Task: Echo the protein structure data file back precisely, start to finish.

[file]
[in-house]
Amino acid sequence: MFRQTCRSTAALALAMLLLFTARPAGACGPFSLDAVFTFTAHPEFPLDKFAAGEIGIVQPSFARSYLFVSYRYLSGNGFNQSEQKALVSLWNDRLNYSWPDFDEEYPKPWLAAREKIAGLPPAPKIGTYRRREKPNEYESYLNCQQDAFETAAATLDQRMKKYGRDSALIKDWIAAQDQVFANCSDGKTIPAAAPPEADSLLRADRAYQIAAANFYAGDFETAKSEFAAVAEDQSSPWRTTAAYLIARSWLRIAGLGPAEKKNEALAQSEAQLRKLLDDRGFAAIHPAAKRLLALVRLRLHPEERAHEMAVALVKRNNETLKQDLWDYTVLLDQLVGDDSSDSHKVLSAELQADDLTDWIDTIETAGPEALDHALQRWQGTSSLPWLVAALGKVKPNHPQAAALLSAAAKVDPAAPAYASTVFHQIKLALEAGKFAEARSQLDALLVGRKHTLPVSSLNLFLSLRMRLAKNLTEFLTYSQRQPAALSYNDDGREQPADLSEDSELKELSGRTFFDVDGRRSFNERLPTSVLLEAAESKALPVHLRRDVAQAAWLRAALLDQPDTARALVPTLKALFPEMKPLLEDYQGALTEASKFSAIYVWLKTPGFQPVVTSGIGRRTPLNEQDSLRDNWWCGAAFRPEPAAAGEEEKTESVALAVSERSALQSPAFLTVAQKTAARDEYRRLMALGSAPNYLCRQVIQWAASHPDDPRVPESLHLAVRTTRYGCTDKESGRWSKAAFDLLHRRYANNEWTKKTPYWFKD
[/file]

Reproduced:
[in-house]
Amino acid sequence: MFRQTCRSTAALALAMLLLFTARPAGACGPFSLDAVFTFTAHPEFPLDKFAAGEIGIVQPSFARSYLFVSYRYLSGNGFNQSEQKALVSLWNDRLNYSWPDFDEEYPKPWLAAREKIAGLPPAPKIGTYRRREKPNEYESYLNCQQDAFETAAATLDQRMKKYGRDSALIKDWIAAQDQVFANCSDGKTIPAAAPPEADSLLRADRAYQIAAANFYAGDFETAKSEFAAVAEDQSSPWRTTAAYLIARSWLRIAGLGPAEKKNEALAQSEAQLRKLLDDRGFAAIHPAAKRLLALVRLRLHPEERAHEMAVALVKRNNETLKQDLWDYTVLLDQLVGDDSSDSHKVLSAELQADDLTDWIDTIETAGPEALDHALQRWQGTSSLPWLVAALGKVKPNHPQAAALLSAAAKVDPAAPAYASTVFHQIKLALEAGKFAEARSQLDALLVGRKHTLPVSSLNLFLSLRMRLAKNLTEFLTYSQRQPAALSYNDDGREQPADLSEDSELKELSGRTFFDVDGRRSFNERLPTSVLLEAAESKALPVHLRRDVAQAAWLRAALLDQPDTARALVPTLKALFPEMKPLLEDYQGALTEASKFSAIYVWLKTPGFQPVVTSGIGRRTPLNEQDSLRDNWWCGAAFRPEPAAAGEEEKTESVALAVSERSALQSPAFLTVAQKTAARDEYRRLMALGSAPNYLCRQVIQWAASHPDDPRVPESLHLAVRTTRYGCTDKESGRWSKAAFDLLHRRYANNEWTKKTPYWFKD